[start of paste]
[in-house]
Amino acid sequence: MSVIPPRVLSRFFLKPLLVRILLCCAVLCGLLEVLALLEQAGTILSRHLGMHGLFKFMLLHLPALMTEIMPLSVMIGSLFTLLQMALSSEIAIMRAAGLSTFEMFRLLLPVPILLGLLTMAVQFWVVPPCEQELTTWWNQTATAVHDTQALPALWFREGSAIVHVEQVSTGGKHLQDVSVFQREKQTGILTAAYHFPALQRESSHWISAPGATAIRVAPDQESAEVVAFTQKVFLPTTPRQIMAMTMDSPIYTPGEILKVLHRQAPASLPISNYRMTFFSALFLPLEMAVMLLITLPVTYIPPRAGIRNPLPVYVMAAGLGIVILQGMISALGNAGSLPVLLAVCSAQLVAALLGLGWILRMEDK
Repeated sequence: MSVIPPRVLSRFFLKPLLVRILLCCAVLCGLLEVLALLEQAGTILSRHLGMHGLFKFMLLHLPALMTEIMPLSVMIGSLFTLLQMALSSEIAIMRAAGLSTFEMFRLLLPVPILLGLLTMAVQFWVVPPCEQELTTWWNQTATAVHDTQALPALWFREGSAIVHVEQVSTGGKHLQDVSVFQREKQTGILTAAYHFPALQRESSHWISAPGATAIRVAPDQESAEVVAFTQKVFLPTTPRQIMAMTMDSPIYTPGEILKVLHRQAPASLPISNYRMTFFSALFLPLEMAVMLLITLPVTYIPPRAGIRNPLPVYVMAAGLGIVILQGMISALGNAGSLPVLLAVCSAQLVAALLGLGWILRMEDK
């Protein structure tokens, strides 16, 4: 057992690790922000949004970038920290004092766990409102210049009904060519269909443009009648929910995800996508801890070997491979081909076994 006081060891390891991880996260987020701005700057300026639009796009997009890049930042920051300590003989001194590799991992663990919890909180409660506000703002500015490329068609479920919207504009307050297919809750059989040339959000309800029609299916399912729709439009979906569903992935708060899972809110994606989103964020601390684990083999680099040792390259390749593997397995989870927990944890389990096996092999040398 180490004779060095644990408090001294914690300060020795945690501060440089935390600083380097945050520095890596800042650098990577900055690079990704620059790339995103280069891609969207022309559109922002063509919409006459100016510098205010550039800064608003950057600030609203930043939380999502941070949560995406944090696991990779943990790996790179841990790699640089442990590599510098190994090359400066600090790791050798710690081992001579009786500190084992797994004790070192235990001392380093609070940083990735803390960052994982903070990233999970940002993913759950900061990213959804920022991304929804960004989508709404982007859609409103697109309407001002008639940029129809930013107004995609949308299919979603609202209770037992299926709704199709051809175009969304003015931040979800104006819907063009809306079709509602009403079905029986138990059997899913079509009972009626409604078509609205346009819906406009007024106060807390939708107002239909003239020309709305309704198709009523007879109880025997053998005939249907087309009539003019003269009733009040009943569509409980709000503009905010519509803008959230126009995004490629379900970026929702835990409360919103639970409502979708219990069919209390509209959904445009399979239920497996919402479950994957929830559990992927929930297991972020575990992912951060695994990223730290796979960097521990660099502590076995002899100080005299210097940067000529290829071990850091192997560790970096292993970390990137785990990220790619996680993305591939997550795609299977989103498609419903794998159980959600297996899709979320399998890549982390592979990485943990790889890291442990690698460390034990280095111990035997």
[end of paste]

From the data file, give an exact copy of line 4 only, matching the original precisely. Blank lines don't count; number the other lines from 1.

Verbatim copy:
């Protein structure tokens, strides 16, 4: 057992690790922000949004970038920290004092766990409102210049009904060519269909443009009648929910995800996508801890070997491979081909076994 006081060891390891991880996260987020701005700057300026639009796009997009890049930042920051300590003989001194590799991992663990919890909180409660506000703002500015490329068609479920919207504009307050297919809750059989040339959000309800029609299916399912729709439009979906569903992935708060899972809110994606989103964020601390684990083999680099040792390259390749593997397995989870927990944890389990096996092999040398 180490004779060095644990408090001294914690300060020795945690501060440089935390600083380097945050520095890596800042650098990577900055690079990704620059790339995103280069891609969207022309559109922002063509919409006459100016510098205010550039800064608003950057600030609203930043939380999502941070949560995406944090696991990779943990790996790179841990790699640089442990590599510098190994090359400066600090790791050798710690081992001579009786500190084992797994004790070192235990001392380093609070940083990735803390960052994982903070990233999970940002993913759950900061990213959804920022991304929804960004989508709404982007859609409103697109309407001002008639940029129809930013107004995609949308299919979603609202209770037992299926709704199709051809175009969304003015931040979800104006819907063009809306079709509602009403079905029986138990059997899913079509009972009626409604078509609205346009819906406009007024106060807390939708107002239909003239020309709305309704198709009523007879109880025997053998005939249907087309009539003019003269009733009040009943569509409980709000503009905010519509803008959230126009995004490629379900970026929702835990409360919103639970409502979708219990069919209390509209959904445009399979239920497996919402479950994957929830559990992927929930297991972020575990992912951060695994990223730290796979960097521990660099502590076995002899100080005299210097940067000529290829071990850091192997560790970096292993970390990137785990990220790619996680993305591939997550795609299977989103498609419903794998159980959600297996899709979320399998890549982390592979990485943990790889890291442990690698460390034990280095111990035997």